Gwen workspace are deprecated in favour of JS projects in Gwen 3!
Be sure you have following setup before proceeding..
- A running Jenkins environment with
- Java 1.8+ installed
- A browser installed (preferably Chrome)
Create a Gwen Workspace Repository
Next, you will need to convert your Gwen project over to a Gwen Workspace. If you have not already done this it is easy to do. Just follow these steps:
- Download and unzip the latest gwen-workspace.zip to a location on your drive
- Copy all your
.metafiles to the
- Check that your features execute successfully by running
gwen features -bin the workspace root
- You can tweak any Gwen properties or wrapper scripts in the workspace if required to tailor your execution.
- Publish your workspace folder to your Git repository
The benefit of using a workspace is that it contains an embedded Gwen Package Manager that will automatically install and configure Gwen for you (so you don’t have to do this manually in the Jenkins environment). If you do not want to use a workspace but would rather utilise your current project setup “as is”, then you will have to do manual installation and configuration work on the Jenkins host to ensure that your features can execute (but the basic setting up of the Jenkins job will be similar to below).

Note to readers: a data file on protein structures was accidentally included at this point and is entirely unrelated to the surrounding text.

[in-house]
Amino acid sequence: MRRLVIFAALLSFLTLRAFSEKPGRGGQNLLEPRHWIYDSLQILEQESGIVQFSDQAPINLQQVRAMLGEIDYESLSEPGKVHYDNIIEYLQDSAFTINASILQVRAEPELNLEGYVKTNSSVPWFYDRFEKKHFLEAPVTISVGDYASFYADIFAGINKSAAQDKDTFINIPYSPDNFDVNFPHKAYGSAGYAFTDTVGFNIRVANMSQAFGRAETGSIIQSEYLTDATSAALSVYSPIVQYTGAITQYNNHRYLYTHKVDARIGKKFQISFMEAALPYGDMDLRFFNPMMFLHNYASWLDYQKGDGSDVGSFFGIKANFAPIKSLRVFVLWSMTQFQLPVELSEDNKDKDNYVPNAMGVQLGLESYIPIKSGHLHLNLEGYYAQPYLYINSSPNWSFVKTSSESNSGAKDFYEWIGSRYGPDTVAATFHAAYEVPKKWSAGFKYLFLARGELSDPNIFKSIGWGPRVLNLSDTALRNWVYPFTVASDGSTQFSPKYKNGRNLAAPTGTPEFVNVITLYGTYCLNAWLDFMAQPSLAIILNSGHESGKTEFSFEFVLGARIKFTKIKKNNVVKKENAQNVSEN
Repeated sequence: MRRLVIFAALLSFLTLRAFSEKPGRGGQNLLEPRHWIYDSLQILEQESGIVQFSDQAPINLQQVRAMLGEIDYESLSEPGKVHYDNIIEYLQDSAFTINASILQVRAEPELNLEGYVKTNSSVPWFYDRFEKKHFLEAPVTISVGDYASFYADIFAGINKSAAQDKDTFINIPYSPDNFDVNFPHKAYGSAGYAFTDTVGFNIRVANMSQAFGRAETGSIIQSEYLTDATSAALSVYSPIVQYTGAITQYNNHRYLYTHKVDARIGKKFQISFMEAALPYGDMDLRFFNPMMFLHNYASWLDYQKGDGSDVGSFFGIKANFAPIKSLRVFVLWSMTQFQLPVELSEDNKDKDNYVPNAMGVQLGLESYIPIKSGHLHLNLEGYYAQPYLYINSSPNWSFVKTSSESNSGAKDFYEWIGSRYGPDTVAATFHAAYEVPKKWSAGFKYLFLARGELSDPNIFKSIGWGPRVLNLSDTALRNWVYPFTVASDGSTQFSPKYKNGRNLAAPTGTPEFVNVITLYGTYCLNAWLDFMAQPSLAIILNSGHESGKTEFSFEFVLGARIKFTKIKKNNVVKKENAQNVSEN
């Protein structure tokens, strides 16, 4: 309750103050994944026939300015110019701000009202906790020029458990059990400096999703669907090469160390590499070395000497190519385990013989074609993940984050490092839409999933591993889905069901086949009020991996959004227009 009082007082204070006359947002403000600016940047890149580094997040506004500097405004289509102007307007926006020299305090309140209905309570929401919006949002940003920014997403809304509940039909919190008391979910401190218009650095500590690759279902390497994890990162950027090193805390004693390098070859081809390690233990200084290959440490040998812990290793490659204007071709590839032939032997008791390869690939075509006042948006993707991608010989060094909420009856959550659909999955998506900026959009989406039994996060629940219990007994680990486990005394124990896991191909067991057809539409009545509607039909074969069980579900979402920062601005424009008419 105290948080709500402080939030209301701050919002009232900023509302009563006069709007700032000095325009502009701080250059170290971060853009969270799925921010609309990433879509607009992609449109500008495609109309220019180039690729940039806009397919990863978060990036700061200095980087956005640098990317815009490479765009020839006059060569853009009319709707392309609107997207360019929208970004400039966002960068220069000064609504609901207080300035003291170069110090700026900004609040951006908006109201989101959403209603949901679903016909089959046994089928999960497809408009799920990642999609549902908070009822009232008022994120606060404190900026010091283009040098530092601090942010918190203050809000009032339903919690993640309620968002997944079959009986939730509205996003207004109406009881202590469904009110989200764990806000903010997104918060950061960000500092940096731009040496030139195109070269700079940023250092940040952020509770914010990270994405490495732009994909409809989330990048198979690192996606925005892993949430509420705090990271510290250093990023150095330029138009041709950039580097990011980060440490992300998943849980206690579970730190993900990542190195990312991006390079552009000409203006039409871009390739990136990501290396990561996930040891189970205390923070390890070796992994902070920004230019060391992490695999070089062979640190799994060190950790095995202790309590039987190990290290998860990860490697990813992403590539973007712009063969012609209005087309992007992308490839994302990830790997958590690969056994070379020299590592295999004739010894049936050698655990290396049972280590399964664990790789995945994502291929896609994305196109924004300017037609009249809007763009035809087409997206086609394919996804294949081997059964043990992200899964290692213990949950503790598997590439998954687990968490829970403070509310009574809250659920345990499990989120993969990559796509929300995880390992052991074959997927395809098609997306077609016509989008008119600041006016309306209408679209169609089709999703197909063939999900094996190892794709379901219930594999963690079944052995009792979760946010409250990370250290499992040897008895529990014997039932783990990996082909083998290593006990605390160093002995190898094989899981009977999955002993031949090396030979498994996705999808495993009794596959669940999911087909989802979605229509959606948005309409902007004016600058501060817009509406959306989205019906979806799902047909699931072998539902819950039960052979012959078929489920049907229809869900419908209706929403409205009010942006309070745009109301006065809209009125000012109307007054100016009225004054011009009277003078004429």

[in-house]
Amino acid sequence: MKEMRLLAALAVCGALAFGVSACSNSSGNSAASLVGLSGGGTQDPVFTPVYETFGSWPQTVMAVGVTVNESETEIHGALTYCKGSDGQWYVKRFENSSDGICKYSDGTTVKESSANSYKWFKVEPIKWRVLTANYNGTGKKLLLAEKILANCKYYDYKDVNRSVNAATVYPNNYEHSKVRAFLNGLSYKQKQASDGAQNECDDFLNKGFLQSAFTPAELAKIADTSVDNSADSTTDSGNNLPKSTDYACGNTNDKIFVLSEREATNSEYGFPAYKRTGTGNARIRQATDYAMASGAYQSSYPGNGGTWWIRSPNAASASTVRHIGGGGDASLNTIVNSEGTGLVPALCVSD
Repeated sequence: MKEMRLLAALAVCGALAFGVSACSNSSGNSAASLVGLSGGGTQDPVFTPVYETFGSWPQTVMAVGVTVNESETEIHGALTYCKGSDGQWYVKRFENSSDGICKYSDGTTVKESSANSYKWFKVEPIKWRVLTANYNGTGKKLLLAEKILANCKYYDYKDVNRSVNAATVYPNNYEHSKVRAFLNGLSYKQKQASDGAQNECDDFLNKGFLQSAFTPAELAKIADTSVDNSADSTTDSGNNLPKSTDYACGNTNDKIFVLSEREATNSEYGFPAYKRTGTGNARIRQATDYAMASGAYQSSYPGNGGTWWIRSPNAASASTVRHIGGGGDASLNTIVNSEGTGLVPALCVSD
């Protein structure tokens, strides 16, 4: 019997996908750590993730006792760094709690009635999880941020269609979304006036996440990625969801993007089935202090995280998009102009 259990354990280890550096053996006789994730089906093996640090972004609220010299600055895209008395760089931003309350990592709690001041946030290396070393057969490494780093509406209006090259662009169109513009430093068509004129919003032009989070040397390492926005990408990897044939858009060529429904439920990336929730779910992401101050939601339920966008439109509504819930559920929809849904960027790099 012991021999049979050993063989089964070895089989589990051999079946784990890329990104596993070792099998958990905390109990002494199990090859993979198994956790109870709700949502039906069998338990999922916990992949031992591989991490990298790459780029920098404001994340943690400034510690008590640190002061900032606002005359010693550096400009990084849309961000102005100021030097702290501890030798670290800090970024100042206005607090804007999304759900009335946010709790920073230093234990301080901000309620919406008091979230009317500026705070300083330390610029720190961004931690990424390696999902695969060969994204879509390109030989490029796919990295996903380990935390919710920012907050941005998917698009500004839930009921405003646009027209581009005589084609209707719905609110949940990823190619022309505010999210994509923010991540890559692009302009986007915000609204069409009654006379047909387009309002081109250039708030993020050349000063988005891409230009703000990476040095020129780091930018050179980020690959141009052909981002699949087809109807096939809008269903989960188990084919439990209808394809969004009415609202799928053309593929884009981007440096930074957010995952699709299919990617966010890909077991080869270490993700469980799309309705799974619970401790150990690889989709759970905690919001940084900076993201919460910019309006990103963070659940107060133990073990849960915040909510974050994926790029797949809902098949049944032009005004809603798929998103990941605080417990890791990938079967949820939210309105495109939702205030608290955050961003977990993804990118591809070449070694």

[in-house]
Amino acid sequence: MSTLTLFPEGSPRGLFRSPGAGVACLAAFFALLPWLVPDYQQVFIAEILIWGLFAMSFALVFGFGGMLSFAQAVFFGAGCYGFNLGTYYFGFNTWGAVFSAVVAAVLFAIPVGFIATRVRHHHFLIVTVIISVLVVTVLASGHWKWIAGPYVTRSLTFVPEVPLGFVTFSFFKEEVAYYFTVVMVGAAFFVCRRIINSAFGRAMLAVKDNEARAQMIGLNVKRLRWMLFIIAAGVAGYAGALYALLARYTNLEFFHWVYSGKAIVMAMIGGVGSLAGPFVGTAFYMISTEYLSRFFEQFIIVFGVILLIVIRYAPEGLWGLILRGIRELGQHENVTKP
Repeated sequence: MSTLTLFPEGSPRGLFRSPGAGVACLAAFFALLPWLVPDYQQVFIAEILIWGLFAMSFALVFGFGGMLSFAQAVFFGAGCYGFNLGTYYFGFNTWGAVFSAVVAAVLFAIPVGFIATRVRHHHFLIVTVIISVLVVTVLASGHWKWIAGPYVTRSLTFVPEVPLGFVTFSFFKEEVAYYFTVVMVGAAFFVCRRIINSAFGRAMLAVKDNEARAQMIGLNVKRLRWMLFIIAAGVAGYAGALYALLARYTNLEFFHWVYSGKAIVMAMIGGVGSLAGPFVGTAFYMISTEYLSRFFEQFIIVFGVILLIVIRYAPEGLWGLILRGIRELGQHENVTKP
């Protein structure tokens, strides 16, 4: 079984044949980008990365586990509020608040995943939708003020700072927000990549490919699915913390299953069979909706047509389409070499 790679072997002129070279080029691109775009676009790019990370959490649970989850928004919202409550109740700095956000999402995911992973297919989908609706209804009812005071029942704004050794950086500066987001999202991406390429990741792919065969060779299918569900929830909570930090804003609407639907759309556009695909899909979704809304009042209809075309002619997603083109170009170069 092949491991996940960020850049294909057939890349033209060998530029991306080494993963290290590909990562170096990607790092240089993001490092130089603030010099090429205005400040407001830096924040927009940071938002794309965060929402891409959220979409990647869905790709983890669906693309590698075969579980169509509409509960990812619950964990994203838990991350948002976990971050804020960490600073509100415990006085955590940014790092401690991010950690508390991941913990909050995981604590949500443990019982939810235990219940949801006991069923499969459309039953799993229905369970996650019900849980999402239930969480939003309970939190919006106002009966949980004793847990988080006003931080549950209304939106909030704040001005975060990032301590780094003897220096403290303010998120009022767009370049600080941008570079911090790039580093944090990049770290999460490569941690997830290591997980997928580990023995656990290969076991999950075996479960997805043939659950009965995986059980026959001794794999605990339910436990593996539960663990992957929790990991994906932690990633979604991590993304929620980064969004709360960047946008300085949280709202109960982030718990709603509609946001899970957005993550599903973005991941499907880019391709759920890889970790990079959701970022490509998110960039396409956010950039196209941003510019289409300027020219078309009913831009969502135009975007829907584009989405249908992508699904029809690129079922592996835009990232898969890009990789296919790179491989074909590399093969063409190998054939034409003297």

Create a Jenkins Job
Once you have a workspace that is accessible from Git, you are ready to create a Jenkins job to run your workspace.
- Logon to your Jenkins
- Create a new “Freestyle” project and give it a name
- In the “Source Code Management” section, select “Git” and provide your Gwen workspace repository URL and other Git settings
- In the “Build” section, select “Execute Shell” (for linux) or “Execute Windows Batch Command” (for windows), and enter the following command to run Gwen
./gwen features -b -f junit -Dgwen.web.browser.headless=true
gwen features -b -f junit -Dgwen.web.browser.headless=true
-btells Gwen to exit once execution is complete,
-f junittells Gwen to generate JUnit-XML reports, and
-Dgwen.web.browser.headless=truetells Gwen to run the browser in headless mode. You can also pass additional Gwen options if required, like
--parallelfor example if you want to utilise all cores and perform parallel execution.
- In the “Post-build Actions” section, select “Publish JUnit test result report”, and enter the following in the “Test Report XMLs” field.
- Click “Save” when you are done and then run your job